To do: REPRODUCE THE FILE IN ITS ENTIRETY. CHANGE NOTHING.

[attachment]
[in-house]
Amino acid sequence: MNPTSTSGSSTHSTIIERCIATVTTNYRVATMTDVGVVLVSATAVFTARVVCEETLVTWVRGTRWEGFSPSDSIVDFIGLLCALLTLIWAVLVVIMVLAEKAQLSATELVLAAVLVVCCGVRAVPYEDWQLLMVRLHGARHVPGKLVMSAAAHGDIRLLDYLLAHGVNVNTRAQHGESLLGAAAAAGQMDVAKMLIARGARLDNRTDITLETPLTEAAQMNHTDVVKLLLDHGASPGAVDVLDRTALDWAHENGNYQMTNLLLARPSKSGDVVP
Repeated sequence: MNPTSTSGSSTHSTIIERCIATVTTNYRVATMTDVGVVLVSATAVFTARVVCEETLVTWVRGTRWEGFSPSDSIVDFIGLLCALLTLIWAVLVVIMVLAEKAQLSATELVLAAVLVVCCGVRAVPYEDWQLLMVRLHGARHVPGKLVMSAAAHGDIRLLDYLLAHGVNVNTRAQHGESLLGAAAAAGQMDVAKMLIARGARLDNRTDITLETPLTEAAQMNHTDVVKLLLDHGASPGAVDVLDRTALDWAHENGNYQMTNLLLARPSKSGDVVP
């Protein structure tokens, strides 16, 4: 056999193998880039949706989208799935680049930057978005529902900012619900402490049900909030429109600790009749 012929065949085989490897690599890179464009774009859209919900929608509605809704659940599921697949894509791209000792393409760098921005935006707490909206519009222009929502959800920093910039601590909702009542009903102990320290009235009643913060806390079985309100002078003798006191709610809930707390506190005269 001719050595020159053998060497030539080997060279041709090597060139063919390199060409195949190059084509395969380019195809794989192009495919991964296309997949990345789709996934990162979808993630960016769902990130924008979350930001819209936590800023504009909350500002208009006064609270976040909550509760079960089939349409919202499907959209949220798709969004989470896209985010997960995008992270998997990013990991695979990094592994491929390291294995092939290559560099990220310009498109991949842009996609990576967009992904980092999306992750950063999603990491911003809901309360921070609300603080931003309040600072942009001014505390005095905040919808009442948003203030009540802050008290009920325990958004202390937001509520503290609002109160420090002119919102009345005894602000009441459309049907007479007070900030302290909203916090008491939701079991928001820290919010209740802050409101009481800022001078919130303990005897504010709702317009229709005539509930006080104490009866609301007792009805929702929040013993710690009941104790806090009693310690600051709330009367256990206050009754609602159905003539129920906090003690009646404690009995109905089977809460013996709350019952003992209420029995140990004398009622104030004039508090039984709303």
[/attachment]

[in-house]
Amino acid sequence: MNPTSTSGSSTHSTIIERCIATVTTNYRVATMTDVGVVLVSATAVFTARVVCEETLVTWVRGTRWEGFSPSDSIVDFIGLLCALLTLIWAVLVVIMVLAEKAQLSATELVLAAVLVVCCGVRAVPYEDWQLLMVRLHGARHVPGKLVMSAAAHGDIRLLDYLLAHGVNVNTRAQHGESLLGAAAAAGQMDVAKMLIARGARLDNRTDITLETPLTEAAQMNHTDVVKLLLDHGASPGAVDVLDRTALDWAHENGNYQMTNLLLARPSKSGDVVP
Repeated sequence: MNPTSTSGSSTHSTIIERCIATVTTNYRVATMTDVGVVLVSATAVFTARVVCEETLVTWVRGTRWEGFSPSDSIVDFIGLLCALLTLIWAVLVVIMVLAEKAQLSATELVLAAVLVVCCGVRAVPYEDWQLLMVRLHGARHVPGKLVMSAAAHGDIRLLDYLLAHGVNVNTRAQHGESLLGAAAAAGQMDVAKMLIARGARLDNRTDITLETPLTEAAQMNHTDVVKLLLDHGASPGAVDVLDRTALDWAHENGNYQMTNLLLARPSKSGDVVP
């Protein structure tokens, strides 16, 4: 056999193998880039949706989208799935680049930057978005529902900012619900402490049900909030429109600790009749 012929065949085989490897690599890179464009774009859209919900929608509605809704659940599921697949894509791209000792393409760098921005935006707490909206519009222009929502959800920093910039601590909702009542009903102990320290009235009643913060806390079985309100002078003798006191709610809930707390506190005269 001719050595020159053998060497030539080997060279041709090597060139063919390199060409195949190059084509395969380019195809794989192009495919991964296309997949990345789709996934990162979808993630960016769902990130924008979350930001819209936590800023504009909350500002208009006064609270976040909550509760079960089939349409919202499907959209949220798709969004989470896209985010997960995008992270998997990013990991695979990094592994491929390291294995092939290559560099990220310009498109991949842009996609990576967009992904980092999306992750950063999603990491911003809901309360921070609300603080931003309040600072942009001014505390005095905040919808009442948003203030009540802050008290009920325990958004202390937001509520503290609002109160420090002119919102009345005894602000009441459309049907007479007070900030302290909203916090008491939701079991928001820290919010209740802050409101009481800022001078919130303990005897504010709702317009229709005539509930006080104490009866609301007792009805929702929040013993710690009941104790806090009693310690600051709330009367256990206050009754609602159905003539129920906090003690009646404690009995109905089977809460013996709350019952003992209420029995140990004398009622104030004039508090039984709303």